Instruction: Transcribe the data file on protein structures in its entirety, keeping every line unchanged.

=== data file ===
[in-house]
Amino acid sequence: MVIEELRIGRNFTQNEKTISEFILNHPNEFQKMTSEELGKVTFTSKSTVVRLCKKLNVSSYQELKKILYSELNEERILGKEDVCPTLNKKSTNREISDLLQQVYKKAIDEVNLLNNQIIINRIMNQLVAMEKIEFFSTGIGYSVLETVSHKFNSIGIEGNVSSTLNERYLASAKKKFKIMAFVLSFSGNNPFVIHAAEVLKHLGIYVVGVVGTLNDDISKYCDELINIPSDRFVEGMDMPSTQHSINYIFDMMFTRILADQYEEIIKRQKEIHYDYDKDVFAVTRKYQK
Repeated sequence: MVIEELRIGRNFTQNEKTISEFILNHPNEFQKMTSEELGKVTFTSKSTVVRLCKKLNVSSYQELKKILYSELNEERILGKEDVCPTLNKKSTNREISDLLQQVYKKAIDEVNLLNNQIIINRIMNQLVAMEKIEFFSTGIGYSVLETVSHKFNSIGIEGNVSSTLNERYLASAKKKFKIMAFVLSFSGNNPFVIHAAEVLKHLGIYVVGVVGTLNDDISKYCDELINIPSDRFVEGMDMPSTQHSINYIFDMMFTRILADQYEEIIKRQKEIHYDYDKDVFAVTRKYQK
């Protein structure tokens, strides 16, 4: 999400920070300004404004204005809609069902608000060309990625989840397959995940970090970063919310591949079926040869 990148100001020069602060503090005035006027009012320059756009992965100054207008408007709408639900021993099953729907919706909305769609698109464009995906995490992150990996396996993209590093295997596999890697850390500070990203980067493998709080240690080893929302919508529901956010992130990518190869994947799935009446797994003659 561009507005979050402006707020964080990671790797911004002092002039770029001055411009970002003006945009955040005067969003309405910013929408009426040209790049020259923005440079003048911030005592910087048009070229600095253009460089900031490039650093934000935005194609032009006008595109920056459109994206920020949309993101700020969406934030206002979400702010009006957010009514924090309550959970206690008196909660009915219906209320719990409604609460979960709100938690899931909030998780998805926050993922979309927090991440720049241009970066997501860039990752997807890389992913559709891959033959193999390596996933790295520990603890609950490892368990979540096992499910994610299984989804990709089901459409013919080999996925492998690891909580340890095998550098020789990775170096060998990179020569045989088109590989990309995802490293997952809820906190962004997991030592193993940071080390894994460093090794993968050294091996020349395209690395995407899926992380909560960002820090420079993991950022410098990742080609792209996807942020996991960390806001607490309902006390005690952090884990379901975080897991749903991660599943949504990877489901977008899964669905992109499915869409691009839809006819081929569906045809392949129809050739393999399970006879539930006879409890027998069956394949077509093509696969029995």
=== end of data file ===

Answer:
[in-house]
Amino acid sequence: MVIEELRIGRNFTQNEKTISEFILNHPNEFQKMTSEELGKVTFTSKSTVVRLCKKLNVSSYQELKKILYSELNEERILGKEDVCPTLNKKSTNREISDLLQQVYKKAIDEVNLLNNQIIINRIMNQLVAMEKIEFFSTGIGYSVLETVSHKFNSIGIEGNVSSTLNERYLASAKKKFKIMAFVLSFSGNNPFVIHAAEVLKHLGIYVVGVVGTLNDDISKYCDELINIPSDRFVEGMDMPSTQHSINYIFDMMFTRILADQYEEIIKRQKEIHYDYDKDVFAVTRKYQK
Repeated sequence: MVIEELRIGRNFTQNEKTISEFILNHPNEFQKMTSEELGKVTFTSKSTVVRLCKKLNVSSYQELKKILYSELNEERILGKEDVCPTLNKKSTNREISDLLQQVYKKAIDEVNLLNNQIIINRIMNQLVAMEKIEFFSTGIGYSVLETVSHKFNSIGIEGNVSSTLNERYLASAKKKFKIMAFVLSFSGNNPFVIHAAEVLKHLGIYVVGVVGTLNDDISKYCDELINIPSDRFVEGMDMPSTQHSINYIFDMMFTRILADQYEEIIKRQKEIHYDYDKDVFAVTRKYQK
């Protein structure tokens, strides 16, 4: 999400920070300004404004204005809609069902608000060309990625989840397959995940970090970063919310591949079926040869 990148100001020069602060503090005035006027009012320059756009992965100054207008408007709408639900021993099953729907919706909305769609698109464009995906995490992150990996396996993209590093295997596999890697850390500070990203980067493998709080240690080893929302919508529901956010992130990518190869994947799935009446797994003659 561009507005979050402006707020964080990671790797911004002092002039770029001055411009970002003006945009955040005067969003309405910013929408009426040209790049020259923005440079003048911030005592910087048009070229600095253009460089900031490039650093934000935005194609032009006008595109920056459109994206920020949309993101700020969406934030206002979400702010009006957010009514924090309550959970206690008196909660009915219906209320719990409604609460979960709100938690899931909030998780998805926050993922979309927090991440720049241009970066997501860039990752997807890389992913559709891959033959193999390596996933790295520990603890609950490892368990979540096992499910994610299984989804990709089901459409013919080999996925492998690891909580340890095998550098020789990775170096060998990179020569045989088109590989990309995802490293997952809820906190962004997991030592193993940071080390894994460093090794993968050294091996020349395209690395995407899926992380909560960002820090420079993991950022410098990742080609792209996807942020996991960390806001607490309902006390005690952090884990379901975080897991749903991660599943949504990877489901977008899964669905992109499915869409691009839809006819081929569906045809392949129809050739393999399970006879539930006879409890027998069956394949077509093509696969029995």